Happy icon hovering!

by Olivier Hallot ( at September 10, 2018 07:41 PM

September 07, 2018

LibreOffice QA Blog

QA Report: August 2018

Reported Bugs

599 bugs have been reported by 335 people.

Top 10 Reporters

  1. Telesto ( 53 )
  2. andreas_k ( 25 )
  3. Regina Henschel ( 19 )
  4. Xisco Faulí ( 13 )
  5. Gabor Kelemen ( 12 )
  6. Albert Acer ( 11 )
  7. Jim Raykowski ( 10 )
  8. Oliver Brinzing ( 10 )
  9. Diogo G. Sousa ( 9 )
  10. Mike Kaganski ( 8 )

Triaged Bugs

509 bugs have been triaged by 72 people.

Top 10 Triagers

  1. Xisco Faulí ( 143 )
  2. raal ( 29 )
  3. Timur ( 27 )
  4. Heiko Tietze ( 27 )
  5. Dieter Praas ( 24 )
  6. Roman Kuznetsov ( 20 )
  7. Buovjaga ( 20 )
  8. V Stuart Foote ( 19 )
  9. Julien Nabet ( 19 )
  10. Alex Thurgood ( 18 )

Fixed Bugs

145 bugs have been fixed by 31 people.

Top 10 Fixers

  1. Caolán McNamara ( 29 )
  2. Mike Kaganski ( 12 )
  3. Justin Luth ( 11 )
  4. Eike Rathke ( 10 )
  5. Julien Nabet ( 9 )
  6. Jim Raykowski ( 8 )
  7. heiko tietze ( 7 )
  8. Maxim Monastirsky ( 6 )
  9. Xisco Fauli ( 5 )
  10. Miklos Vajna ( 5 )

Verified Bugs

69 bugs have been verified by 47 people.

Top 10 Verifiers

  1. Xisco Faulí ( 6 )
  2. Telesto ( 5 )
  3. Jim Raykowski ( 4 )
  4. Roman Kuznetsov ( 3 )
  5. Aron Budea ( 3 )
  6. Luke ( 3 )
  7. Alexander Polkhovskiy ( 2 )
  8. Marco A.G.Pinto ( 2 )
  9. Dom Walden ( 2 )
  10. Gabor Kelemen ( 2 )

Categorized Bugs

328 bugs have been categorized with a metabug by 20 people.

Top 10 Categorizers

  1. Xisco Faulí ( 106 )
  2. Thomas Lendo ( 97 )
  3. Dieter Praas ( 38 )
  4. V Stuart Foote ( 14 )
  5. Telesto ( 14 )
  6. andreas_k ( 13 )
  7. Aron Budea ( 9 )
  8. Roman Kuznetsov ( 9 )
  9. Olivier Hallot ( 7 )
  10. Buovjaga ( 4 )

Bisected Bugs

101 bugs have been bisected by 9 people.

Top 10 Bisecters

  1. Xisco Faulí ( 74 )
  2. raal ( 9 )
  3. Aron Budea ( 8 )
  4. Justin L ( 3 )
  5. Telesto ( 2 )
  6. Buovjaga ( 2 )
  7. am_dxer ( 1 )
  8. Terrence Enger ( 1 )
  9. Muhammet Kara ( 1 )

Evolution of Unconfirmed Bugs

Thank you all for making Libreoffice rock!
Join us and help to keep LibreOffice super reliable!
Check the Get Involved page out now!

The post QA Report: August 2018 appeared first on LibreOffice QA Blog.

by x1sc0 at September 07, 2018 01:53 PM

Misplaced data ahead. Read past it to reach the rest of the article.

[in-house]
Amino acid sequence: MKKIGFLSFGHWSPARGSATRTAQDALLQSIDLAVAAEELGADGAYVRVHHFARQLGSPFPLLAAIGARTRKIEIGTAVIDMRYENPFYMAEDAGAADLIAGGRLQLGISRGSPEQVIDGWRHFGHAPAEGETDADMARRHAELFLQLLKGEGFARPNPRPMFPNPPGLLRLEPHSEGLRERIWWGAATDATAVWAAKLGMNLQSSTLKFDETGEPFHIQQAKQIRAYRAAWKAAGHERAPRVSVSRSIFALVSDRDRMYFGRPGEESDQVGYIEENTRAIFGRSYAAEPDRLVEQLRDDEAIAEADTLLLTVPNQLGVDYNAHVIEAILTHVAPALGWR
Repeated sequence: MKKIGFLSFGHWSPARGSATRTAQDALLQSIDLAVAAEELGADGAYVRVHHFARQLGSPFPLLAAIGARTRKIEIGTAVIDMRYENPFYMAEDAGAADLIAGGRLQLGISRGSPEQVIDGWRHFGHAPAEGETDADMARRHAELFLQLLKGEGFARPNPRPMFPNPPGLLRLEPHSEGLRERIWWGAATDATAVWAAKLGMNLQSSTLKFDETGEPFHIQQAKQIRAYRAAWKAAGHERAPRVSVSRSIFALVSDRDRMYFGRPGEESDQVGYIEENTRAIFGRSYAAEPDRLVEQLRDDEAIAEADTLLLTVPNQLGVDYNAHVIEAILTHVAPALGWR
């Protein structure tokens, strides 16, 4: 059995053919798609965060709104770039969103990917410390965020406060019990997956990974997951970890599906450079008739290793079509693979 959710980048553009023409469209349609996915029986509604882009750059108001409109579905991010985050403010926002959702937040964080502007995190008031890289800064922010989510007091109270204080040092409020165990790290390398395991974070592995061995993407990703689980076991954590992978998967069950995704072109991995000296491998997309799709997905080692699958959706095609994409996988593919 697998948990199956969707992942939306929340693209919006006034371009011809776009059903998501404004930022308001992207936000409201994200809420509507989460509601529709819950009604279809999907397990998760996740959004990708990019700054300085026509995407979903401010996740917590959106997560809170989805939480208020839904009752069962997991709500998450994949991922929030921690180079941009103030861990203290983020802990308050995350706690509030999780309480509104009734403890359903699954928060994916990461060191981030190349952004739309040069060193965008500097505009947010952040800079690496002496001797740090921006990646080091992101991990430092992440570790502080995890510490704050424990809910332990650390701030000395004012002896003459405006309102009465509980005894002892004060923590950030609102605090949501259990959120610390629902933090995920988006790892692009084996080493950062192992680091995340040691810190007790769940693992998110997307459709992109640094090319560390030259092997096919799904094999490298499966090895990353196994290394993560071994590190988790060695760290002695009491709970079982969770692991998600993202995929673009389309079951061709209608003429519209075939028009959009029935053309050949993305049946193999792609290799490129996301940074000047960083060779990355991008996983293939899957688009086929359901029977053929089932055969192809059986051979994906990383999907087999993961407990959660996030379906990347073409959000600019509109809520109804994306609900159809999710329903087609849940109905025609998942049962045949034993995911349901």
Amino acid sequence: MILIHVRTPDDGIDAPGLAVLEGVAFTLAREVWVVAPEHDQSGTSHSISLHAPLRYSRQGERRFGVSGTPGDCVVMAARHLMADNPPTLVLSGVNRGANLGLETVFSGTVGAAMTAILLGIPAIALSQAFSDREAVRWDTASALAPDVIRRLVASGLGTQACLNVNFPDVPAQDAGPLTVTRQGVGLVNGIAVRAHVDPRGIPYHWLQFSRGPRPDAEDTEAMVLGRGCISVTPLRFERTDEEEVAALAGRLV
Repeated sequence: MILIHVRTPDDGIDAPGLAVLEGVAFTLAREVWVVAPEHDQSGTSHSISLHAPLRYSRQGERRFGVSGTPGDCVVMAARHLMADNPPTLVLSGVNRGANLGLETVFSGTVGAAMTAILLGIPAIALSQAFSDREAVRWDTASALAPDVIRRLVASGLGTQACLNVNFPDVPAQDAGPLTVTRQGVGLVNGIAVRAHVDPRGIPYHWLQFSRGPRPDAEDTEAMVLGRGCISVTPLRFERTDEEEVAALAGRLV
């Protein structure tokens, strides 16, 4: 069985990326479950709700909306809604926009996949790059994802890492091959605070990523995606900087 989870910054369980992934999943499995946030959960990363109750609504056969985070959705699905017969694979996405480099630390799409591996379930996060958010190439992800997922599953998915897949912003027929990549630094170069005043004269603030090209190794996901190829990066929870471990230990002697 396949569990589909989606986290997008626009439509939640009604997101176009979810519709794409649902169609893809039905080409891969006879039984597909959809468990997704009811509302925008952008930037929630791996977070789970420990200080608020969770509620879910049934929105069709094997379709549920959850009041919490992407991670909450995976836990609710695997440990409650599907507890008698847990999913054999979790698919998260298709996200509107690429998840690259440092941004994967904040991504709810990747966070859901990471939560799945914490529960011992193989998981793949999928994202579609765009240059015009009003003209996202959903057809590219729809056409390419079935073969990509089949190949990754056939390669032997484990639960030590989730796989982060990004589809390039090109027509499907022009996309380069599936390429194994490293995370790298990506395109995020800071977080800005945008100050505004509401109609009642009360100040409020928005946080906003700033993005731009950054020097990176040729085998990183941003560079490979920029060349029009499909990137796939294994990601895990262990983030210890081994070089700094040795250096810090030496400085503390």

Miklos Vajna

Custom user profiles with unoconv

Background: I was benchmarking Online vs jodconverter vs unoconv the other day for Collabora’s document conversion page. One problem with measuring unoconv performance was that it provided no ways to run multiple unoconv processes in parallel, while the underlying soffice binary obviously allows this.

So while unoconv is not capable of launching the soffice process in a chroot (improves security), nor is capable of forking an already pre-initialized soffice process (improves performance, both are things Online can do for you), there is no real reason why you should not be able to run multiple unoconv processes in parallel. The previously mentioned benchmarking would be quite unfair if even this kind of multiprocessing would be ignored, but unoconv had no way to specify a custom user profile, which has to be different for each soffice process.

So I filed a GitHub pull request on 1st Jun, and finally it was merged on 10th Aug.

Here is how you can use it for example:

unoconv --user-profile /tmp/tmpf_yreswi -f pdf --port 2002 test.txt
It’s your responsibility to give --port a unique value, but that’s not too hard: if you use a thread pool to launch the unoconv processes, then you can add the thread index to a base port and that will give you a unique port.

So this is available in unoconv master (towards unoconv 0.8.2+1), you can grab the sources from git and try it out right now. :-)

September 07, 2018 07:57 AM

September 06, 2018

September 05, 2018

>Marius Popa Adrian

Firebird has now automatic Windows builds with AppVeyor